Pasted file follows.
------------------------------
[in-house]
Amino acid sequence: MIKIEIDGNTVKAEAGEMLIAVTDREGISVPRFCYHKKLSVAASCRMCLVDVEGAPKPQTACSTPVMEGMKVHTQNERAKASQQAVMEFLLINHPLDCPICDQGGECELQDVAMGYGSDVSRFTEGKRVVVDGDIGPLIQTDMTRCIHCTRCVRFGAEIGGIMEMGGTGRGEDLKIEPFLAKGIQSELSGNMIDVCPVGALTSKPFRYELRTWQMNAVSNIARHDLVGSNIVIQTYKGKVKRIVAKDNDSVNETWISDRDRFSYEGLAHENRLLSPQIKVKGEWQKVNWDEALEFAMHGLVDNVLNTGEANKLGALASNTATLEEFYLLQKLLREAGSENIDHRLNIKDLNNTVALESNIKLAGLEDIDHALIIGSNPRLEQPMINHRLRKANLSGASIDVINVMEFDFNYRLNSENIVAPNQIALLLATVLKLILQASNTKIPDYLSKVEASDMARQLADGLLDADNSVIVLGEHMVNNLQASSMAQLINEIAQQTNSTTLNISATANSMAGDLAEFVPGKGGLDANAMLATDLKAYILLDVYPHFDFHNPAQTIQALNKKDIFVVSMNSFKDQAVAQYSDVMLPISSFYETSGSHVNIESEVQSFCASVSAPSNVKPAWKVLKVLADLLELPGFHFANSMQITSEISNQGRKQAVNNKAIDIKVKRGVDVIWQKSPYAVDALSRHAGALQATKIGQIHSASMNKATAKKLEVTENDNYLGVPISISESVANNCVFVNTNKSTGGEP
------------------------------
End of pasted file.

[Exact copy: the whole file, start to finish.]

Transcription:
[in-house]
Amino acid sequence: MIKIEIDGNTVKAEAGEMLIAVTDREGISVPRFCYHKKLSVAASCRMCLVDVEGAPKPQTACSTPVMEGMKVHTQNERAKASQQAVMEFLLINHPLDCPICDQGGECELQDVAMGYGSDVSRFTEGKRVVVDGDIGPLIQTDMTRCIHCTRCVRFGAEIGGIMEMGGTGRGEDLKIEPFLAKGIQSELSGNMIDVCPVGALTSKPFRYELRTWQMNAVSNIARHDLVGSNIVIQTYKGKVKRIVAKDNDSVNETWISDRDRFSYEGLAHENRLLSPQIKVKGEWQKVNWDEALEFAMHGLVDNVLNTGEANKLGALASNTATLEEFYLLQKLLREAGSENIDHRLNIKDLNNTVALESNIKLAGLEDIDHALIIGSNPRLEQPMINHRLRKANLSGASIDVINVMEFDFNYRLNSENIVAPNQIALLLATVLKLILQASNTKIPDYLSKVEASDMARQLADGLLDADNSVIVLGEHMVNNLQASSMAQLINEIAQQTNSTTLNISATANSMAGDLAEFVPGKGGLDANAMLATDLKAYILLDVYPHFDFHNPAQTIQALNKKDIFVVSMNSFKDQAVAQYSDVMLPISSFYETSGSHVNIESEVQSFCASVSAPSNVKPAWKVLKVLADLLELPGFHFANSMQITSEISNQGRKQAVNNKAIDIKVKRGVDVIWQKSPYAVDALSRHAGALQATKIGQIHSASMNKATAKKLEVTENDNYLGVPISISESVANNCVFVNTNKSTGGEP